Why invest in geothermal? A geothermal system will save 50-75% of the heating bill per year (varies by utility rates), and in cooling it will be in the range of a 30-50% decrease in cooling costs. This turns into real money every year coming back to the buyer; we are talking thousands of dollars! The cost of a fully installed geothermal system can be $12,000 - $15,000 higher than a conventional heating and cooling system (vertical well systems will be higher, and it always depends on the size of the house). But when we talk about the return on this investment (ROI) we are generally in the range of 5-10 years. I have had instances where, based on the fuels available, my clients may come in at 3 years, but that is rare. From my research these systems have the most consistent ROI of any of the systems we deal with.

Geothermal systems are available in forced air or hydronic units, making them quite versatile for either a conventional forced air, ducted system or for use in a radiant floor heating system with forced air for cooling. Most people are familiar with forced air heating and cooling systems. Radiant is becoming more popular every year because it is typically about 30% more efficient as a delivery method when compared to forced air. The reasons for this are very easy to understand.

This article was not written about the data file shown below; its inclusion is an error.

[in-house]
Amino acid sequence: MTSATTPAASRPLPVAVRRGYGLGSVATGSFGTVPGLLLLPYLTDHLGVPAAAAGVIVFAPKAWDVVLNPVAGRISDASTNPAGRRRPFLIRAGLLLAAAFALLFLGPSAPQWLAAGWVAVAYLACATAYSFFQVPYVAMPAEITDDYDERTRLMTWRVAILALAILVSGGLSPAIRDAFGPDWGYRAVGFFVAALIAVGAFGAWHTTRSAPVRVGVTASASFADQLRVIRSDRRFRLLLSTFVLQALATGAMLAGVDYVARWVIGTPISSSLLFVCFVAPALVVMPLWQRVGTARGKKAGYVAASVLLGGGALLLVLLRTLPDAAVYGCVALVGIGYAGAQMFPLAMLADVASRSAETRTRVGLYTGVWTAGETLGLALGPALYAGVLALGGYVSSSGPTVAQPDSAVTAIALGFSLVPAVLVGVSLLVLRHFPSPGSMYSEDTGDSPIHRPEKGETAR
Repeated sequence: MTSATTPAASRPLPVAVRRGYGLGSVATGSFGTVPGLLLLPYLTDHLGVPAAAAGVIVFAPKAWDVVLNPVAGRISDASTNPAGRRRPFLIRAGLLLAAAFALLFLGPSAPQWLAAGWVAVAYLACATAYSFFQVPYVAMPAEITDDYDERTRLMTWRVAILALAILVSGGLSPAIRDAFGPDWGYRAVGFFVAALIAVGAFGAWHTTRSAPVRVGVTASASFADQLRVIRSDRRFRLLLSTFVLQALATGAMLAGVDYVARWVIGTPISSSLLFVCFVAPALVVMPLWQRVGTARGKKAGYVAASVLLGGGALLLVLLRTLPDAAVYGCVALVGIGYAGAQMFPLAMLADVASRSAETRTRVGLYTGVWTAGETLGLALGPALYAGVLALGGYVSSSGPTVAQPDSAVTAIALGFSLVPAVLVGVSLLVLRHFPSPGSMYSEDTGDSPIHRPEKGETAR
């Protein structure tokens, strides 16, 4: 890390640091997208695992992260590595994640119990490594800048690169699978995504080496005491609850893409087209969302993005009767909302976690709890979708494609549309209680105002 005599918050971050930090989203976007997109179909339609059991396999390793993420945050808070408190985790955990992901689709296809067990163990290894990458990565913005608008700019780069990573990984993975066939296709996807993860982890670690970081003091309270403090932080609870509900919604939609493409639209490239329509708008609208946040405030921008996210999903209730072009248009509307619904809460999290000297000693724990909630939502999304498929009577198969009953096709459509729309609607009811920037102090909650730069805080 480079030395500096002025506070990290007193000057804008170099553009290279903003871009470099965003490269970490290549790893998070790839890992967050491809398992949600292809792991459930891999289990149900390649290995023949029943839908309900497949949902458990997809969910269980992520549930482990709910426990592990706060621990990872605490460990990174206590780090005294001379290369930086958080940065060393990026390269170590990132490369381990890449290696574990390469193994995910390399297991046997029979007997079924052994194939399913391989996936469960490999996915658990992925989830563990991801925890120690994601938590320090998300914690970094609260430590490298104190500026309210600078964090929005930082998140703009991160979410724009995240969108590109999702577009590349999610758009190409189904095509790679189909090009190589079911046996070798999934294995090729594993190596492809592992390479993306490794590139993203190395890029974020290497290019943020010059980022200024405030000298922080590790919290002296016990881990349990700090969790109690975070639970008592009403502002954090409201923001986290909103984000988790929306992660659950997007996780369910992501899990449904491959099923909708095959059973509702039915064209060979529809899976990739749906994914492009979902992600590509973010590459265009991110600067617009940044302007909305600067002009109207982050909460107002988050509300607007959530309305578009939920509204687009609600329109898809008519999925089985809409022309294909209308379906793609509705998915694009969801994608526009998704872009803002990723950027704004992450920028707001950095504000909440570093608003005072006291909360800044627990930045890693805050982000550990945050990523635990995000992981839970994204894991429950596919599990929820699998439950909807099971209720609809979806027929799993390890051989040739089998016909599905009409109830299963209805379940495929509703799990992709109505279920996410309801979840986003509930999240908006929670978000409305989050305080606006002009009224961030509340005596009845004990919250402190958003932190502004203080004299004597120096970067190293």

We have always learned that heat rises right? Well, yes and no. Hot air rises. Heat travels through convection, conduction, or radiation. If you are heating a room with forced air there is generally not a consistent temperature in that room. There are going to be warm spots and cold spots AND it will be warmest at the ceiling. With a radiant floor, there is more consistency in the heating because the “hot air” is not rising. You are heating the floor, which heats the objects in the room thus heating the space. Most of the heat is traveling via conduction and radiation and not convection (hot air rising). The heat is kept lower spatially, generally where the people are, and you can usually keep the room temperature lower and “feel” warmer because the heat is literally everywhere. It's a pretty easy concept. Radiant heating also incorporates the mass of the floor like a battery of stored energy. Although these systems are more expensive to install than forced air systems, people who have lived in a radiant house seldom build their next home without radiant. It is not about the money, it's about the comfort.